“The Quran is a book of symbols that have to be decoded. But wait a minute, how do you believe in the Living Imam without consulting the Quran?” Khalil seemed puzzled.

“That’s simple; the Gita talks about an ever-living guide. Shri Krishna did say, ‘I will come and mingle as a man among men…and those who are able to pierce my disguise will know me in my essence.’ Now, who do you think that is?!'” Khalil gently smiled, knowing he was in the company of a fellow believer.

But our paths are rooted in very different contexts. Khalil travels the path of Ismaili Gnosis, where the Quran is his scripture and Imam ‘Ali is his first master (see post: The Eternal Imam). I travel the path of Jnana Yoga where the Gita is my scripture and Shri Krishna is my first master (see earlier post: From Shri Krishna to Shah Karim – My Journey Home). However, like tributaries that flow into a single river, both paths lead to the same destination. The confluence of our two paths has brought us together before the Living Imam – Shah Karim al-Husayni.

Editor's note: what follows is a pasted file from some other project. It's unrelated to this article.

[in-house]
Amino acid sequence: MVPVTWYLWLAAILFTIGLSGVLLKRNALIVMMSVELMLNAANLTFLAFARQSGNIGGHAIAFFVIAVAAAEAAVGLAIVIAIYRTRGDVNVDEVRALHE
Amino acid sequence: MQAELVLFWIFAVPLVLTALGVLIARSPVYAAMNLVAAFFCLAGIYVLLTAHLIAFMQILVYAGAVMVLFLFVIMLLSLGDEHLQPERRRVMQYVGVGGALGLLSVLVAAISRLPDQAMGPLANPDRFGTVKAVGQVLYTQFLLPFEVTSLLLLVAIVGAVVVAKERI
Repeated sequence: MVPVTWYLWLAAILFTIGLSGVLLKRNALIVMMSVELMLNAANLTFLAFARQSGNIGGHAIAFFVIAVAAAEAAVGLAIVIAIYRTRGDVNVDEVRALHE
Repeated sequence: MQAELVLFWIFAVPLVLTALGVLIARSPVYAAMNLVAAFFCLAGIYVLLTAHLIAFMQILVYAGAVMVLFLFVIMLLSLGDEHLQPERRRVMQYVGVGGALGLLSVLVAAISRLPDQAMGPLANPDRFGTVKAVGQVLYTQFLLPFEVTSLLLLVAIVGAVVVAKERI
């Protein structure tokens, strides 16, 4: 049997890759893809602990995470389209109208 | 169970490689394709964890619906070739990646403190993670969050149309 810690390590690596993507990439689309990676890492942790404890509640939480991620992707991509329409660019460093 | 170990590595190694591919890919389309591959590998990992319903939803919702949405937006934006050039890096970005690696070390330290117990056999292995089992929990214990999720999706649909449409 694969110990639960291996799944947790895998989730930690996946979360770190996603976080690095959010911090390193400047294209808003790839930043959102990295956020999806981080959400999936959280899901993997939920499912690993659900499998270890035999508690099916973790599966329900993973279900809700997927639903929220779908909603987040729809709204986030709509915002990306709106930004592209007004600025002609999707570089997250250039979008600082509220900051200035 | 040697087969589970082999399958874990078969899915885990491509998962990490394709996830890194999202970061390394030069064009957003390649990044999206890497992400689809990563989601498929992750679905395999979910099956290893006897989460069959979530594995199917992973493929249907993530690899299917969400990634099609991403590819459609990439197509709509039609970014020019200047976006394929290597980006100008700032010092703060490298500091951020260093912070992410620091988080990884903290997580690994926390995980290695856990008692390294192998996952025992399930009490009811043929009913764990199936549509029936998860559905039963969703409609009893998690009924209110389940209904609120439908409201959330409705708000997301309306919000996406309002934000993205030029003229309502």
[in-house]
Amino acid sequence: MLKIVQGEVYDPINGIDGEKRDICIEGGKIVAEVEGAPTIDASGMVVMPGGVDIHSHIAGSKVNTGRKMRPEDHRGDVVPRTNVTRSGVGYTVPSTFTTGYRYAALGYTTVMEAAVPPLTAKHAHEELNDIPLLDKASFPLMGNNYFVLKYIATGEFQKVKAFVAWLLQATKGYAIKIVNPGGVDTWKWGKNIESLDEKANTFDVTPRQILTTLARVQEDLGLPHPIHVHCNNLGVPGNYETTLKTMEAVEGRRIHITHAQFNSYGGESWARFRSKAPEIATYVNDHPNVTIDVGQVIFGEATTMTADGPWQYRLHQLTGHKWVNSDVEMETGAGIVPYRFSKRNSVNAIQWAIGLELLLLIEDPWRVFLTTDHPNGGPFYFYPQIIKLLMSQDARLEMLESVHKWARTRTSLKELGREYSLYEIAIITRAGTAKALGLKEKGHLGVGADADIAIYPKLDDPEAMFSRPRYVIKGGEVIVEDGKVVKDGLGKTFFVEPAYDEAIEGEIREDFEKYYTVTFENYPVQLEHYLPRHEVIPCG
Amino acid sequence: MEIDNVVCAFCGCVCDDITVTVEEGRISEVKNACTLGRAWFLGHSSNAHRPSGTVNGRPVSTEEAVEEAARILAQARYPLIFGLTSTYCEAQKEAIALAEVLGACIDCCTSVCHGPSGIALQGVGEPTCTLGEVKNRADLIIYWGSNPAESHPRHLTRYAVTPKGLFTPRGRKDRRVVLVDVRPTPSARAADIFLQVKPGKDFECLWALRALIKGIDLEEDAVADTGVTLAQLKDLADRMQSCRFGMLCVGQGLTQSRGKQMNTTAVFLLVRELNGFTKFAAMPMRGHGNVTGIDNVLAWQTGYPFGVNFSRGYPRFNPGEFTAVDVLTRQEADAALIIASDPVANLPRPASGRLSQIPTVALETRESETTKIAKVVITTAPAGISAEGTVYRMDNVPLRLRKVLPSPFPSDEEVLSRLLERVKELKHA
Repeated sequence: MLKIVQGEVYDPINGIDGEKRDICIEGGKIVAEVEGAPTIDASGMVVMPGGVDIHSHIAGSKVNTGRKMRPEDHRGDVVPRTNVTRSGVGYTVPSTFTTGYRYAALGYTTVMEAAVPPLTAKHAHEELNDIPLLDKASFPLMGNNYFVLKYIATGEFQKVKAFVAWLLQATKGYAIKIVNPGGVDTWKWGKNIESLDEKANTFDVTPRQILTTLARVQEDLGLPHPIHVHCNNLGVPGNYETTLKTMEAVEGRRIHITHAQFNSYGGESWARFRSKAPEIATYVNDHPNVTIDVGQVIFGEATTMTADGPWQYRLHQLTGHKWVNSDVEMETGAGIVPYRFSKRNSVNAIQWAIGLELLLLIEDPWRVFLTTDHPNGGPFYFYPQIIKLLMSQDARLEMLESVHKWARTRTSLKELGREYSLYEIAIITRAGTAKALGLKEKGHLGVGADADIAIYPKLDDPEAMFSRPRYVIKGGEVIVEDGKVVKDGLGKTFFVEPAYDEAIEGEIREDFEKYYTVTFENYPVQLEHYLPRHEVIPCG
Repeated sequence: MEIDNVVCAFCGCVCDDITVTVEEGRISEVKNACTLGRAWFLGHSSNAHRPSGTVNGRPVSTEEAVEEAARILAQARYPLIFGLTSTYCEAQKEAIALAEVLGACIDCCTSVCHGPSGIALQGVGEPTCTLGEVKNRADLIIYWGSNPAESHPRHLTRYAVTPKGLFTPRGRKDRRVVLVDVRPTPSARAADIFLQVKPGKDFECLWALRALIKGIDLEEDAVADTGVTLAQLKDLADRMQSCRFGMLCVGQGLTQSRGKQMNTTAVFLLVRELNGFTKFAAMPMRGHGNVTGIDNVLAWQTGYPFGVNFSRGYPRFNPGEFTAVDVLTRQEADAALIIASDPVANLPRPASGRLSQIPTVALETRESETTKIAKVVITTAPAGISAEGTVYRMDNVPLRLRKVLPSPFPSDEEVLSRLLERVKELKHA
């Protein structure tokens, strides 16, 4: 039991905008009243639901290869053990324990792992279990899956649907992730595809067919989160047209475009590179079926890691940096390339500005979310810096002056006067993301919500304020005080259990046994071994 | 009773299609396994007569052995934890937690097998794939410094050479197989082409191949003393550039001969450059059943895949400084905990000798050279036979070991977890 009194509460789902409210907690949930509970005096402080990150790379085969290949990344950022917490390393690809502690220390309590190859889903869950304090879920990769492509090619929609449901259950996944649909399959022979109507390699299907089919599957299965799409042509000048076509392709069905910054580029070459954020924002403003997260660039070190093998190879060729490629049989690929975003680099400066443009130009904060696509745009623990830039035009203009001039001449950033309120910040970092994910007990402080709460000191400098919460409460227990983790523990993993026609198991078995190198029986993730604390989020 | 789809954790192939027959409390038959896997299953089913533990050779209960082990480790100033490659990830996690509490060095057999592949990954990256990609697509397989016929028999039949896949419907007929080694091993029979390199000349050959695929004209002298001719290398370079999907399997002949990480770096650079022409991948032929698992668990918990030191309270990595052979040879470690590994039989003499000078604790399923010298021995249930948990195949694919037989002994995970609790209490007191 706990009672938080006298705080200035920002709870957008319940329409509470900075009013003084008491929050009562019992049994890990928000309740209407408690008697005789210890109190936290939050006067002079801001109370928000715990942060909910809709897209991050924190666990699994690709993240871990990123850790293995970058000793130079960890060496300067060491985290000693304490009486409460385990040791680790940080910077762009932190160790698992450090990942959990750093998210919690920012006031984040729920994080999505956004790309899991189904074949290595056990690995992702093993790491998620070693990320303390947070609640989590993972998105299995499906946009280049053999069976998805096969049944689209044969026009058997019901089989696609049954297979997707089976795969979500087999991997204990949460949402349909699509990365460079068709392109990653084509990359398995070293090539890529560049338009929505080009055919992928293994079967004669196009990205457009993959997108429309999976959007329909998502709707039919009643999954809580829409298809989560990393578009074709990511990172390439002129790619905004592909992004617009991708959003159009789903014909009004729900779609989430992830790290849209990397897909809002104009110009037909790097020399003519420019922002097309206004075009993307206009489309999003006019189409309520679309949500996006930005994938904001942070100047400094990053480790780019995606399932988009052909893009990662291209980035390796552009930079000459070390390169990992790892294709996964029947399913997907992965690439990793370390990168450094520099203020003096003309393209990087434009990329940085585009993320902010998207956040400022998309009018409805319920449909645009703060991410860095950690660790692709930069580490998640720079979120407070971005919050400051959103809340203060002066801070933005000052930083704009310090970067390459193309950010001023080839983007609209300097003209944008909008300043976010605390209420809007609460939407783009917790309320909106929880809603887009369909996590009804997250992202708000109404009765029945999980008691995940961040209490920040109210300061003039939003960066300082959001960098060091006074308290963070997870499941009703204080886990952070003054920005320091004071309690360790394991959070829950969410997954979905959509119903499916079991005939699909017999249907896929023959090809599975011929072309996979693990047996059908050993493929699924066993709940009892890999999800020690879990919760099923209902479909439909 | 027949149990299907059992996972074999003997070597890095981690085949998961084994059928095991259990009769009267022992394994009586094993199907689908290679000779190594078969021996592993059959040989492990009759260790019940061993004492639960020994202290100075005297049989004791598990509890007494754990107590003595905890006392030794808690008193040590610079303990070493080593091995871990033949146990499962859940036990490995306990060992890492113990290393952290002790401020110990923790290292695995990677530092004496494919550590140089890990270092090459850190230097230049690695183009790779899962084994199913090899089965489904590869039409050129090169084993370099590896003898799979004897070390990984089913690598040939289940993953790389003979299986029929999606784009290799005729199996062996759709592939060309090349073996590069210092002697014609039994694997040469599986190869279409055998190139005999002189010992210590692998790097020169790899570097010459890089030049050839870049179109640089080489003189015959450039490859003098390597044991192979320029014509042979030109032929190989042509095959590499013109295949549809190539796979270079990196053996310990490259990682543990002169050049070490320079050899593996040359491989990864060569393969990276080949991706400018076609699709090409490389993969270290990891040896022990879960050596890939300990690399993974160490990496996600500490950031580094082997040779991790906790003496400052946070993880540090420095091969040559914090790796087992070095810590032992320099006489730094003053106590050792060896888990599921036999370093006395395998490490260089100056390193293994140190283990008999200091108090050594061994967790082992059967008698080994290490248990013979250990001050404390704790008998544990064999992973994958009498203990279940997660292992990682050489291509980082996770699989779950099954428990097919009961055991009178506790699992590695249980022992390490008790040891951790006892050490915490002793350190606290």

I then asked Khalil what the purpose of his undergraduate studies in mathematics was since he was so passionate about metaphysics and theology. His explanation of the esoteric symbolism of numbers completely swept me off my feet. Was he a mathematician or a magician? I didn’t know. But he was clearly not going to let our conversation center on the mundane, physical world.

As Khalil transitioned into Nasir Khusraw’s notion of numerology and how it symbolizes the levels of Being, my mind summarized our common metaphysical worldview in a table (see below). He explained that God, or “Divine Essence” (what I call “Absolute Reality”) is represented by the number 0, that which has no second. It is boundless, infinite, incomprehensible and indescribable. By way of involution, from the “Divine Essence” came the first cause, the “Universal Intellect” (“Universal Mind” in Jnana Yoga) – represented by the number 1 – and subsequently, the second cause, “Universal Soul” (“Universal Energy”) – represented by the number 2. Then followed the creation of the cosmos and the unfolding of individual consciousness.